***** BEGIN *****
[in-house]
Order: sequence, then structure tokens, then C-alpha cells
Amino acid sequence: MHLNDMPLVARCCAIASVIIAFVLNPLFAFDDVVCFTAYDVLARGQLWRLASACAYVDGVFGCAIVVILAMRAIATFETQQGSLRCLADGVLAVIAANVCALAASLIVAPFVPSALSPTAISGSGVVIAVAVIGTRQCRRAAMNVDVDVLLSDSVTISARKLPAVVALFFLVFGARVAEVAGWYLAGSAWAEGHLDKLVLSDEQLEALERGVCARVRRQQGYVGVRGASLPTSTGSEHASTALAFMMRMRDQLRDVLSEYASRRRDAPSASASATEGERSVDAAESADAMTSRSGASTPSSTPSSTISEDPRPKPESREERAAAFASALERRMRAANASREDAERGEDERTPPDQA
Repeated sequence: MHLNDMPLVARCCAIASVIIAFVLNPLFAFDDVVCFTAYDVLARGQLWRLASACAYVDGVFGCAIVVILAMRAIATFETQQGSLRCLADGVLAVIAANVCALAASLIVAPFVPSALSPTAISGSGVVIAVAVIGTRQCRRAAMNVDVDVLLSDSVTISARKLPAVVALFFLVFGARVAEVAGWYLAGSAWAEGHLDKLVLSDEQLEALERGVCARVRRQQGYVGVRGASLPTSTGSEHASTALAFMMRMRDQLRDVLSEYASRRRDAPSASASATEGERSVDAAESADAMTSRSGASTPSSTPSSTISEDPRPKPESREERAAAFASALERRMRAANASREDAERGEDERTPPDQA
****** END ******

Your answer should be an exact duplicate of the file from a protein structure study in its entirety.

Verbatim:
[in-house]
Order: sequence, then structure tokens, then C-alpha cells
Amino acid sequence: MHLNDMPLVARCCAIASVIIAFVLNPLFAFDDVVCFTAYDVLARGQLWRLASACAYVDGVFGCAIVVILAMRAIATFETQQGSLRCLADGVLAVIAANVCALAASLIVAPFVPSALSPTAISGSGVVIAVAVIGTRQCRRAAMNVDVDVLLSDSVTISARKLPAVVALFFLVFGARVAEVAGWYLAGSAWAEGHLDKLVLSDEQLEALERGVCARVRRQQGYVGVRGASLPTSTGSEHASTALAFMMRMRDQLRDVLSEYASRRRDAPSASASATEGERSVDAAESADAMTSRSGASTPSSTPSSTISEDPRPKPESREERAAAFASALERRMRAANASREDAERGEDERTPPDQA
Repeated sequence: MHLNDMPLVARCCAIASVIIAFVLNPLFAFDDVVCFTAYDVLARGQLWRLASACAYVDGVFGCAIVVILAMRAIATFETQQGSLRCLADGVLAVIAANVCALAASLIVAPFVPSALSPTAISGSGVVIAVAVIGTRQCRRAAMNVDVDVLLSDSVTISARKLPAVVALFFLVFGARVAEVAGWYLAGSAWAEGHLDKLVLSDEQLEALERGVCARVRRQQGYVGVRGASLPTSTGSEHASTALAFMMRMRDQLRDVLSEYASRRRDAPSASASATEGERSVDAAESADAMTSRSGASTPSSTPSSTISEDPRPKPESREERAAAFASALERRMRAANASREDAERGEDERTPPDQA